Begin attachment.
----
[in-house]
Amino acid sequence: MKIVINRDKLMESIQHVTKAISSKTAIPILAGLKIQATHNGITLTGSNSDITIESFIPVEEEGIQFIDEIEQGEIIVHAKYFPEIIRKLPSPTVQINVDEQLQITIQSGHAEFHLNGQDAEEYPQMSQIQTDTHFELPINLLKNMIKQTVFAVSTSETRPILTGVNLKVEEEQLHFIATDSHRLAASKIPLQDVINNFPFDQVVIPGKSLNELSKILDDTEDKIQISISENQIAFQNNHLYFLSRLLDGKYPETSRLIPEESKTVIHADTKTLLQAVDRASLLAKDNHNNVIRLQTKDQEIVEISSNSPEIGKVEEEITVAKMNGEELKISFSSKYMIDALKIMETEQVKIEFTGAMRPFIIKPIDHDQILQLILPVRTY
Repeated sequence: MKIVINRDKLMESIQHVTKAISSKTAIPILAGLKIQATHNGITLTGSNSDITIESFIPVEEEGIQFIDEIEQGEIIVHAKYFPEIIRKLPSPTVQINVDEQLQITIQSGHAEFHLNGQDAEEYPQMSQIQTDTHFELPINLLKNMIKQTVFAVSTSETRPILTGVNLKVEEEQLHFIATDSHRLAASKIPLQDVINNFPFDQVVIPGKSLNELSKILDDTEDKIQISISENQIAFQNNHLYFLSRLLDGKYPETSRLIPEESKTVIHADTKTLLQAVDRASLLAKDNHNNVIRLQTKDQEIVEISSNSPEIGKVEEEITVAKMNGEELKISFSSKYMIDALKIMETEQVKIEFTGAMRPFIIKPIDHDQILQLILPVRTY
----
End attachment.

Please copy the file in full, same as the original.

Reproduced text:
[in-house]
Amino acid sequence: MKIVINRDKLMESIQHVTKAISSKTAIPILAGLKIQATHNGITLTGSNSDITIESFIPVEEEGIQFIDEIEQGEIIVHAKYFPEIIRKLPSPTVQINVDEQLQITIQSGHAEFHLNGQDAEEYPQMSQIQTDTHFELPINLLKNMIKQTVFAVSTSETRPILTGVNLKVEEEQLHFIATDSHRLAASKIPLQDVINNFPFDQVVIPGKSLNELSKILDDTEDKIQISISENQIAFQNNHLYFLSRLLDGKYPETSRLIPEESKTVIHADTKTLLQAVDRASLLAKDNHNNVIRLQTKDQEIVEISSNSPEIGKVEEEITVAKMNGEELKISFSSKYMIDALKIMETEQVKIEFTGAMRPFIIKPIDHDQILQLILPVRTY
Repeated sequence: MKIVINRDKLMESIQHVTKAISSKTAIPILAGLKIQATHNGITLTGSNSDITIESFIPVEEEGIQFIDEIEQGEIIVHAKYFPEIIRKLPSPTVQINVDEQLQITIQSGHAEFHLNGQDAEEYPQMSQIQTDTHFELPINLLKNMIKQTVFAVSTSETRPILTGVNLKVEEEQLHFIATDSHRLAASKIPLQDVINNFPFDQVVIPGKSLNELSKILDDTEDKIQISISENQIAFQNNHLYFLSRLLDGKYPETSRLIPEESKTVIHADTKTLLQAVDRASLLAKDNHNNVIRLQTKDQEIVEISSNSPEIGKVEEEITVAKMNGEELKISFSSKYMIDALKIMETEQVKIEFTGAMRPFIIKPIDHDQILQLILPVRTY